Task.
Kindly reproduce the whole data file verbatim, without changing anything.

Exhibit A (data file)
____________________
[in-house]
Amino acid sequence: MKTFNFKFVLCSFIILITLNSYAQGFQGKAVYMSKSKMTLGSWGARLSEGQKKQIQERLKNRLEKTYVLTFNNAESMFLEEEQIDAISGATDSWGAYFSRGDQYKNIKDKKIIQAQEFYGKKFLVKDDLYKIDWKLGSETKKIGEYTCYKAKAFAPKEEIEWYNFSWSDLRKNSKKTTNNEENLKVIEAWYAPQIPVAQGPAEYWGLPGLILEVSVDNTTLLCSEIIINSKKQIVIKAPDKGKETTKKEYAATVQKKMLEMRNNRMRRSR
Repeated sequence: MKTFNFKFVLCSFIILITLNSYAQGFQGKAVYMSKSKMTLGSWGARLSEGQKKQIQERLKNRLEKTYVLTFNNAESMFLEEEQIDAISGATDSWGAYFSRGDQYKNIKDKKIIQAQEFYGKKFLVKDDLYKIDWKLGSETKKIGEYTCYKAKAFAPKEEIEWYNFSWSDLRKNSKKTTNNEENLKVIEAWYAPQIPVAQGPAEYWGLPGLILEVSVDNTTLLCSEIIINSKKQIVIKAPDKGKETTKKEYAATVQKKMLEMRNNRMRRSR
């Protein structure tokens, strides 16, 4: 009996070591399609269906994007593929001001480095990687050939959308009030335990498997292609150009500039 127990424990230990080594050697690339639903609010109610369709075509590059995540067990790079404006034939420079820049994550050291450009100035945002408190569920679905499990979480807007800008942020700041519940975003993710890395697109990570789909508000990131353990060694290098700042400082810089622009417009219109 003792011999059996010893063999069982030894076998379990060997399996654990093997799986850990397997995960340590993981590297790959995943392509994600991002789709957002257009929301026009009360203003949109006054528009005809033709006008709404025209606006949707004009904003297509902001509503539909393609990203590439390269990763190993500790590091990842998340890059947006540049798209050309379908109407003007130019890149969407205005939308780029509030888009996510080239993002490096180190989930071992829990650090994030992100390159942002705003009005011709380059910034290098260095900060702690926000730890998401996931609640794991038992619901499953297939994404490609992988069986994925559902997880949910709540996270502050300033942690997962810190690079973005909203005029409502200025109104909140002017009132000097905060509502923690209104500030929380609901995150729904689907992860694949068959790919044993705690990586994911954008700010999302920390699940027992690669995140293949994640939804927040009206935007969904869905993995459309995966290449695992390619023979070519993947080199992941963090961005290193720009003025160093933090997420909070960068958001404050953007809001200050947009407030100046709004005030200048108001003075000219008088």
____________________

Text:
[in-house]
Amino acid sequence: MKTFNFKFVLCSFIILITLNSYAQGFQGKAVYMSKSKMTLGSWGARLSEGQKKQIQERLKNRLEKTYVLTFNNAESMFLEEEQIDAISGATDSWGAYFSRGDQYKNIKDKKIIQAQEFYGKKFLVKDDLYKIDWKLGSETKKIGEYTCYKAKAFAPKEEIEWYNFSWSDLRKNSKKTTNNEENLKVIEAWYAPQIPVAQGPAEYWGLPGLILEVSVDNTTLLCSEIIINSKKQIVIKAPDKGKETTKKEYAATVQKKMLEMRNNRMRRSR
Repeated sequence: MKTFNFKFVLCSFIILITLNSYAQGFQGKAVYMSKSKMTLGSWGARLSEGQKKQIQERLKNRLEKTYVLTFNNAESMFLEEEQIDAISGATDSWGAYFSRGDQYKNIKDKKIIQAQEFYGKKFLVKDDLYKIDWKLGSETKKIGEYTCYKAKAFAPKEEIEWYNFSWSDLRKNSKKTTNNEENLKVIEAWYAPQIPVAQGPAEYWGLPGLILEVSVDNTTLLCSEIIINSKKQIVIKAPDKGKETTKKEYAATVQKKMLEMRNNRMRRSR
């Protein structure tokens, strides 16, 4: 009996070591399609269906994007593929001001480095990687050939959308009030335990498997292609150009500039 127990424990230990080594050697690339639903609010109610369709075509590059995540067990790079404006034939420079820049994550050291450009100035945002408190569920679905499990979480807007800008942020700041519940975003993710890395697109990570789909508000990131353990060694290098700042400082810089622009417009219109 003792011999059996010893063999069982030894076998379990060997399996654990093997799986850990397997995960340590993981590297790959995943392509994600991002789709957002257009929301026009009360203003949109006054528009005809033709006008709404025209606006949707004009904003297509902001509503539909393609990203590439390269990763190993500790590091990842998340890059947006540049798209050309379908109407003007130019890149969407205005939308780029509030888009996510080239993002490096180190989930071992829990650090994030992100390159942002705003009005011709380059910034290098260095900060702690926000730890998401996931609640794991038992619901499953297939994404490609992988069986994925559902997880949910709540996270502050300033942690997962810190690079973005909203005029409502200025109104909140002017009132000097905060509502923690209104500030929380609901995150729904689907992860694949068959790919044993705690990586994911954008700010999302920390699940027992690669995140293949994640939804927040009206935007969904869905993995459309995966290449695992390619023979070519993947080199992941963090961005290193720009003025160093933090997420909070960068958001404050953007809001200050947009407030100046709004005030200048108001003075000219008088």